Ideas to Action:

Independent research for global prosperity

Views from the Center

CGD experts offer ideas and analysis to improve international development policy. Also check out our Global Health blog and US Development Policy blog.

 

An image showing solar panels and a city skyline in the background.

What Are the Development Outcomes of Development Finance?

What impact do development finance institutions (DFIs) like the IFC have on actual development? Today, George Yang and I release a paper that tries to take a sectoral approach to impact: does an IFC electricity investment lead to more power production per capita in a country, or financing provided to local banks lead to a larger proportion of people with a bank account?

Illustration of a surveillance camera singling out one person in a crowd.

A League of Digital Democracies: How Building Consensus on Digital Norms Would Boost the Biden Administration’s Effort to Support Democracy Abroad

President-elect Biden has stated his intention to rebuild values-based alliances and reassert the United States’ role in promoting democracy abroad. Limiting the spread of the digital authoritarianism model that China has pioneered at home and abroad will be key to this effort. To succeed, the US must rally like-minded liberal democracies around a set of principles for the digital age that promote shared prosperity and personal freedom. Failure to do so will allow countries like China and Russia to exert greater influence on the digital governance rules that other countries choose to follow.

Abstract image of a network, with two sides joining together

Governing Data for Development: Where Are We Now?

The COVID-19 pandemic has thrust digital issues into the spotlight by highlighting the importance of government access to accurate and timely information for public health surveillance and accelerating the shift towards a digital-first approach in many countries, due to the need to provide services at a distance. It has also brought to the forefront difficult questions about the limits that should be placed on governments and companies that seek to use potentially sensitive data to monitor the spread of disease and target public health efforts.

The "social assistance value chain" showing the steps in a social assistance program and the role of digital technology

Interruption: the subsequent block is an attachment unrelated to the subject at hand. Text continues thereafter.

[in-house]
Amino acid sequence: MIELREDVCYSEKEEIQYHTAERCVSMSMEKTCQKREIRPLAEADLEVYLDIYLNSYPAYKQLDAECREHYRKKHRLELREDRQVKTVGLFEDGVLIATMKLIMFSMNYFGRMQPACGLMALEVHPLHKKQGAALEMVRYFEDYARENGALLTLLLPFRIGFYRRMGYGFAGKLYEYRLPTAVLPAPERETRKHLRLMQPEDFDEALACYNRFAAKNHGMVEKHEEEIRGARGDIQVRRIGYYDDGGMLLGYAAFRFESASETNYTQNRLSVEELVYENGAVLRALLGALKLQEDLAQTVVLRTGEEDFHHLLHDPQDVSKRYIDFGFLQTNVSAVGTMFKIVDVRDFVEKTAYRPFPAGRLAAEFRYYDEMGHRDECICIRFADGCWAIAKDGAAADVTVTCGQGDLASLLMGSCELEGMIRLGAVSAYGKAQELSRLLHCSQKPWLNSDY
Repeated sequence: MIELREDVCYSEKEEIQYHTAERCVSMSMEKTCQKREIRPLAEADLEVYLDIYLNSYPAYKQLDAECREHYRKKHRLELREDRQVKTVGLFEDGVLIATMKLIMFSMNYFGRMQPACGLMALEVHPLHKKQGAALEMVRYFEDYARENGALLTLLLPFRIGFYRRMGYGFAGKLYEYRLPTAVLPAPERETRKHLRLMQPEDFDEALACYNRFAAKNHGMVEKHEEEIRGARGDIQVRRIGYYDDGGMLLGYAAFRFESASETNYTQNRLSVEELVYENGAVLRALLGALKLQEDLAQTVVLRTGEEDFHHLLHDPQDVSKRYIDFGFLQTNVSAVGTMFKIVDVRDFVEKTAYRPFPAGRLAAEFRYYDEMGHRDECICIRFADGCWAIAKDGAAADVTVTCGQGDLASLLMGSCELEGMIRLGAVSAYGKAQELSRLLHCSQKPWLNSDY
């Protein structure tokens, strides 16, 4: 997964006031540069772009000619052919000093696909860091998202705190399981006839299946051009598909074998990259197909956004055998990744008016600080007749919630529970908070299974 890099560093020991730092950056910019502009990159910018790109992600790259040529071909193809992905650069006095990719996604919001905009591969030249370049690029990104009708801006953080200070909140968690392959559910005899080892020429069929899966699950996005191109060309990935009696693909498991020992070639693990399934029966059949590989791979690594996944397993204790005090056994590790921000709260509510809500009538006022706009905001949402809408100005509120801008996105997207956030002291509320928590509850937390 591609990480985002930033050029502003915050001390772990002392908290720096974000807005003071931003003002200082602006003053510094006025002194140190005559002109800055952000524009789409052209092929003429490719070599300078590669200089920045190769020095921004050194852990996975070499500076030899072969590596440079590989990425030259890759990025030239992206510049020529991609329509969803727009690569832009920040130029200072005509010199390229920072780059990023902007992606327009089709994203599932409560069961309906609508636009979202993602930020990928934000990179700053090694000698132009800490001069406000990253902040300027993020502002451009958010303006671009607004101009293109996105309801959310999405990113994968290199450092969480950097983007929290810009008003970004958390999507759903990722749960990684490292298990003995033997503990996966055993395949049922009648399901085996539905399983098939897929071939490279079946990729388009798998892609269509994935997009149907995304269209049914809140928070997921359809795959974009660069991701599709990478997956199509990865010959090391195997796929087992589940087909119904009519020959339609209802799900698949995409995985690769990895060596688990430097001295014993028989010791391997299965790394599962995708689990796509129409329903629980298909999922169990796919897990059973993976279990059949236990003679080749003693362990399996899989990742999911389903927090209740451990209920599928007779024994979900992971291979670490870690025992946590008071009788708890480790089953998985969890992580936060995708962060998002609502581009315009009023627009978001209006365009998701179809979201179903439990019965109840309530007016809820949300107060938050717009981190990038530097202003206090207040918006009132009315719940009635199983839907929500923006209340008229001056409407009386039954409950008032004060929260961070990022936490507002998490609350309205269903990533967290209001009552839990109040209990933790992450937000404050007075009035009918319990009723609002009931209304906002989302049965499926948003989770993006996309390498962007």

Digital Technology to Scale Up COVID-19 Social Assistance: What Have We Learned?

In response to COVID's economic disruption, many countries launched unprecedented relief packages to cushion the economic and social impact of the pandemic. Social protection measures have grown exponentially. In a new policy paper, we draw on early evidence from selected countries on the use of digital technology to implement these government-to-people (G2P) social transfer programs. Our review suggests that an important objective for policymakers in the post-COVID period will be to build on the capabilities developed during the crisis to strengthen social protection and payment systems and render them more inclusive, effective, and sustainable.

The 2000 Bio-metric registration kits that 4200 young registration officers used to register 9,1 million Malawians during the six months nationwide mass registration campaign.

Malawi’s Journey Towards Identification

In 2017, Malawi was one of the only countries in the SADC and COMESA without a functioning national registry and identification system. Supported by the United Nations Development Programme together with several other donors, Malawi managed to achieve universal ID coverage in some 180 days, joining the small club of countries that have been able to effect a major leap in the registration of their peoples in a short time. Its experience offers many lessons of interest to other countries.

A hand holding a mobile phone. Adobe Stock.

COVID-19 Response Underlines the Need for Portable Social Protection Programs

The COVID-19 pandemic has underlined the need for a universal and portable social protection system that can uniquely verify people and deliver benefits efficiently and at scale. In most cases, existing programs are not portable, meaning those who live and work in a place other than where they are registered—like many who have migrated domestically for work—are unable to access benefits.

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